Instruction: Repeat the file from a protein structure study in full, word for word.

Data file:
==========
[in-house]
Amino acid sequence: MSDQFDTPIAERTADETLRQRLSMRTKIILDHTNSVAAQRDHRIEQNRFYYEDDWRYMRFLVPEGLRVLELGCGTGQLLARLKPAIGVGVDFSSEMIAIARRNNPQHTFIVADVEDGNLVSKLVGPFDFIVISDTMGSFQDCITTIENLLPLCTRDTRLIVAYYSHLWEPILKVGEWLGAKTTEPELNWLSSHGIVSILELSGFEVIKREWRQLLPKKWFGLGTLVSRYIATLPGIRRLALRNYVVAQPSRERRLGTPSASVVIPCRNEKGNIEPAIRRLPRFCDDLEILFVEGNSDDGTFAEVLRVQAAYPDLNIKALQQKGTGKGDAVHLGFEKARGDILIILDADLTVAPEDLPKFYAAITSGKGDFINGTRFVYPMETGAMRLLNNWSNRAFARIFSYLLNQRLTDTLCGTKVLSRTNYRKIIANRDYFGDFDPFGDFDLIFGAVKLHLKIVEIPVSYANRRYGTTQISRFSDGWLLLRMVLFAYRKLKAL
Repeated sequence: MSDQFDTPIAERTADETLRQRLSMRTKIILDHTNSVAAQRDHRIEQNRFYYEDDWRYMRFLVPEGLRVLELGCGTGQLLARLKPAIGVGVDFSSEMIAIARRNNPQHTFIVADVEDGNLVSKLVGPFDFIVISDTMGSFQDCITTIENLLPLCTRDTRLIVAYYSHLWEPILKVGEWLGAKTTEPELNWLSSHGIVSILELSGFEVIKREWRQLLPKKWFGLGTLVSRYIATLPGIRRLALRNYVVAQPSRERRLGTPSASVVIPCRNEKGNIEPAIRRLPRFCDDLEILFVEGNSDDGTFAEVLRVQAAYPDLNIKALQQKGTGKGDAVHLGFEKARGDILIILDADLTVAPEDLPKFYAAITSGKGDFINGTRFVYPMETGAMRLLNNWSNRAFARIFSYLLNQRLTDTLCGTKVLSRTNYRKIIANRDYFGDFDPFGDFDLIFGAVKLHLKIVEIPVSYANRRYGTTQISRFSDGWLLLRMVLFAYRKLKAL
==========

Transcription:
[in-house]
Amino acid sequence: MSDQFDTPIAERTADETLRQRLSMRTKIILDHTNSVAAQRDHRIEQNRFYYEDDWRYMRFLVPEGLRVLELGCGTGQLLARLKPAIGVGVDFSSEMIAIARRNNPQHTFIVADVEDGNLVSKLVGPFDFIVISDTMGSFQDCITTIENLLPLCTRDTRLIVAYYSHLWEPILKVGEWLGAKTTEPELNWLSSHGIVSILELSGFEVIKREWRQLLPKKWFGLGTLVSRYIATLPGIRRLALRNYVVAQPSRERRLGTPSASVVIPCRNEKGNIEPAIRRLPRFCDDLEILFVEGNSDDGTFAEVLRVQAAYPDLNIKALQQKGTGKGDAVHLGFEKARGDILIILDADLTVAPEDLPKFYAAITSGKGDFINGTRFVYPMETGAMRLLNNWSNRAFARIFSYLLNQRLTDTLCGTKVLSRTNYRKIIANRDYFGDFDPFGDFDLIFGAVKLHLKIVEIPVSYANRRYGTTQISRFSDGWLLLRMVLFAYRKLKAL
Repeated sequence: MSDQFDTPIAERTADETLRQRLSMRTKIILDHTNSVAAQRDHRIEQNRFYYEDDWRYMRFLVPEGLRVLELGCGTGQLLARLKPAIGVGVDFSSEMIAIARRNNPQHTFIVADVEDGNLVSKLVGPFDFIVISDTMGSFQDCITTIENLLPLCTRDTRLIVAYYSHLWEPILKVGEWLGAKTTEPELNWLSSHGIVSILELSGFEVIKREWRQLLPKKWFGLGTLVSRYIATLPGIRRLALRNYVVAQPSRERRLGTPSASVVIPCRNEKGNIEPAIRRLPRFCDDLEILFVEGNSDDGTFAEVLRVQAAYPDLNIKALQQKGTGKGDAVHLGFEKARGDILIILDADLTVAPEDLPKFYAAITSGKGDFINGTRFVYPMETGAMRLLNNWSNRAFARIFSYLLNQRLTDTLCGTKVLSRTNYRKIIANRDYFGDFDPFGDFDLIFGAVKLHLKIVEIPVSYANRRYGTTQISRFSDGWLLLRMVLFAYRKLKAL